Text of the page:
WZMH’s Sparkbird lab hatches innovation after innovation

The Toronto firm is experimenting with ways to improve the way projects are built.

A rendering shows off Speedstac, new prefabricated modular solution developed by WZMH Architects.

Designing a universal washroom is a common task for architects. 

They are required for most buildings, codes often lay out complex requirements and working them into a project can eat up hours or more.

“That simple little room could have our staff busy for a day trying to lay it all out and there’s a good chance they don’t get it right every time,” explained Zenon Radewych, a principal at Toronto-based WZMH Architects in Ontario. 

That’s why the firm developed the Universal Washroom APP, a design assist tool which automatically generates layouts for the Ontario Building Code Universal Washroom. The AI-powered app provides a quick solution instead of hours and hours of tinkering and sketching.

“Students that join us can now use these tools to solve problems within seconds. The next step with this app is integrating it into a drawing program so a drawing can be generated,” said Radewych. “I see the future of building design being like that – inputting numbers into spreadsheets.” 

He believes this could free up far more time for architects to design the look and feel of buildings rather than spending time on technical documents.  

“If AI tools generate the technical layout details, we can focus more on design quality,” he said. “The more accurate we are, the better the documents are. That means less conflicts and less errors.”

Sparkbird is born

The app is just one of the many projects hatched by the firm’s unique innovation lab Sparkbird. The lab was founded by Radewych in 2017 to spur innovation in the construction sector.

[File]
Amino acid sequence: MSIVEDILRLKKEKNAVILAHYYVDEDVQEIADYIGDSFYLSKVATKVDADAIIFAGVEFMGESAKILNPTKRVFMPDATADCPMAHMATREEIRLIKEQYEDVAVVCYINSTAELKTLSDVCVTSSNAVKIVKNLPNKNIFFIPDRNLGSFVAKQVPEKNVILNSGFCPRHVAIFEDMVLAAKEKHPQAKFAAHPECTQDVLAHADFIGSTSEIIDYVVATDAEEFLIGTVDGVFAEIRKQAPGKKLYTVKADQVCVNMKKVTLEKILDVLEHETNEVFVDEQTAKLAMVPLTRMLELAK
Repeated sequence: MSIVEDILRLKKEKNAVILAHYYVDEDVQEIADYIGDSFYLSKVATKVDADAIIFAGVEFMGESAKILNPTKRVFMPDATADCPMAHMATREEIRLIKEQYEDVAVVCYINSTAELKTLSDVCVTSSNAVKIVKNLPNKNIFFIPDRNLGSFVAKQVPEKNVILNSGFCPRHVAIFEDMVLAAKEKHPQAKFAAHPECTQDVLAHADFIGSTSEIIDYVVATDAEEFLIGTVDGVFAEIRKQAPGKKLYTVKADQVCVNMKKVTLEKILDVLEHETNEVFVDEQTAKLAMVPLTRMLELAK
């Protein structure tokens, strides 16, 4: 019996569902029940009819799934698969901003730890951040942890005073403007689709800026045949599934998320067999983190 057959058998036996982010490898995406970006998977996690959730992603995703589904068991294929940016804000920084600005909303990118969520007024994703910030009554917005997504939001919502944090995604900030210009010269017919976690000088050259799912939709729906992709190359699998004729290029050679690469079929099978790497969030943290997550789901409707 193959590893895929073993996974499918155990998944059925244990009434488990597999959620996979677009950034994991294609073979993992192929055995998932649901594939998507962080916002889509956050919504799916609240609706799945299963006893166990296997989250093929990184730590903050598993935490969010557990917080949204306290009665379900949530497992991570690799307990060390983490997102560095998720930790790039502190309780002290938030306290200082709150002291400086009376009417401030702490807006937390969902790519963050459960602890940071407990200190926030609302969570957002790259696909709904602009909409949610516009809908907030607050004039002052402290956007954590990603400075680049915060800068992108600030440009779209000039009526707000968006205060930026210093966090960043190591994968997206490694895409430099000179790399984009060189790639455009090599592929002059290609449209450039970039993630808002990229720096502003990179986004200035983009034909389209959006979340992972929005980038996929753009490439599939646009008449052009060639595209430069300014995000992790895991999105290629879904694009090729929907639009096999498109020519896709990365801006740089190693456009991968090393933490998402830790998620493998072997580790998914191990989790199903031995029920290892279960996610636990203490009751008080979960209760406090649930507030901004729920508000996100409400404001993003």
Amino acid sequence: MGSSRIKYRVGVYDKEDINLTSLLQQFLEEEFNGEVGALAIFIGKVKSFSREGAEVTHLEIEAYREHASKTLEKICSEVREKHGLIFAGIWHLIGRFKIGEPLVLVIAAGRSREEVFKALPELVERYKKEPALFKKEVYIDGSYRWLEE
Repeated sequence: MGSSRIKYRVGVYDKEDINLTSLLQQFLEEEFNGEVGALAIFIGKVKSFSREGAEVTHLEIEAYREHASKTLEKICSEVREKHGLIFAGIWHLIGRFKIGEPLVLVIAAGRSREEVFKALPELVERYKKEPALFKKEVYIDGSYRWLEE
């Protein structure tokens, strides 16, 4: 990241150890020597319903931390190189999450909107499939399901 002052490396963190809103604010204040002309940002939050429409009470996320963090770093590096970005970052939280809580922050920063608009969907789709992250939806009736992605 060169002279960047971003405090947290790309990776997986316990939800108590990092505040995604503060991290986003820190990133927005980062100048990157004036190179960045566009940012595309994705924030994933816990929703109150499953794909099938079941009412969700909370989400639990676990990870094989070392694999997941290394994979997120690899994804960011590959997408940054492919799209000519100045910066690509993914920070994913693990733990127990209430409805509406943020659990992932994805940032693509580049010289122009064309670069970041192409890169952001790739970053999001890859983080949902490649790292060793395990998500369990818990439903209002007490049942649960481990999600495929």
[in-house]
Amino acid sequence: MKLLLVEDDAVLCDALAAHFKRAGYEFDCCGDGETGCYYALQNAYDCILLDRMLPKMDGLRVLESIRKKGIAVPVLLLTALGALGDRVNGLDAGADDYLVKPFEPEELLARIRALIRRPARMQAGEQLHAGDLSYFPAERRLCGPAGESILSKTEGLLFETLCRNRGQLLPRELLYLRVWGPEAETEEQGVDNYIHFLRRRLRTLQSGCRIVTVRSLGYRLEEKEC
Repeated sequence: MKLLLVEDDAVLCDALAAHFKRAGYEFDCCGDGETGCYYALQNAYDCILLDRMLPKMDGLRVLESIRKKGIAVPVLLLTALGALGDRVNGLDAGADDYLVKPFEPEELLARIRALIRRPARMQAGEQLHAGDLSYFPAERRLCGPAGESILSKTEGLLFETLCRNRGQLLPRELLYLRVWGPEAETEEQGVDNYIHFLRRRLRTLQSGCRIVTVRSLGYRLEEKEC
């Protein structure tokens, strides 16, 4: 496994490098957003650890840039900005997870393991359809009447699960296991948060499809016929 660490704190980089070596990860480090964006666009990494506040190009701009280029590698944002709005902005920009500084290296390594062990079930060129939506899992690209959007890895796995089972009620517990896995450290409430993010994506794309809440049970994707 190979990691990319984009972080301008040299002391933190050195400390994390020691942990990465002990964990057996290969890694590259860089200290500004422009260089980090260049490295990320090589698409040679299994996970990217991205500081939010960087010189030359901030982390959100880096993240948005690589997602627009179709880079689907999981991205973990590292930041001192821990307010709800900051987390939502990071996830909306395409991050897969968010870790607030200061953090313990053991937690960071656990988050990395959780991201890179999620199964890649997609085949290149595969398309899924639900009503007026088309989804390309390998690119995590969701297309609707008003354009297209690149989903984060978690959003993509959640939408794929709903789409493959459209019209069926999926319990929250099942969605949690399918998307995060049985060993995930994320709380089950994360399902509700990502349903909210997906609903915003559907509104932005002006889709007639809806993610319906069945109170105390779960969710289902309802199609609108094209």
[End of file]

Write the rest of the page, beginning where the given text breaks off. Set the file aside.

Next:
“I’ve been around a long time and spent a lot of time on sites,” he said. “What bothers me is that I haven’t seen a lot of change. We have built the same way for 75 years. Productivity is down. It’s taking a lot more effort to produce these buildings with labour shortages and quality control is not there.” 

He began to look at the different layers of a project to see if things could be combined for more efficiency. The result was Sparkbird’s first project, the intelligent structural panel (ISP). 

The ISP can be used in place of traditional structural elements such as reinforced concrete and steel decking. The prefabricated steel plate sandwich panel, contains an “intelligent layer” with plug-in ports for everything from HVAC and lighting to security systems and elevators which respond via sensors to changes in movement, touch, sound, sunlight, temperature and even occupant flow.

“The whole thinking process led us to combining materials,” said Radewych. “We are basically reducing the materials and steps needed. Instead of just concrete and steel, we embed an intelligent layer highway to run wiring for lights and other things. It looks like a circuit board.”

Changing how things are built

As the ISP development progressed, a portion of the office became an active research and development lab space and Sparkbird was hatched. Now the team uses the lab to develop and test new ideas and software applications in collaboration with industry partners.

“This whole idea of innovation evolved from the idea that we need to change how we build things,” said Radewych. “There are too many layers and steps. We looked at how to combine things. That’s kind of the process behind what we do in the lab. It’s about reducing, combining and integrating.”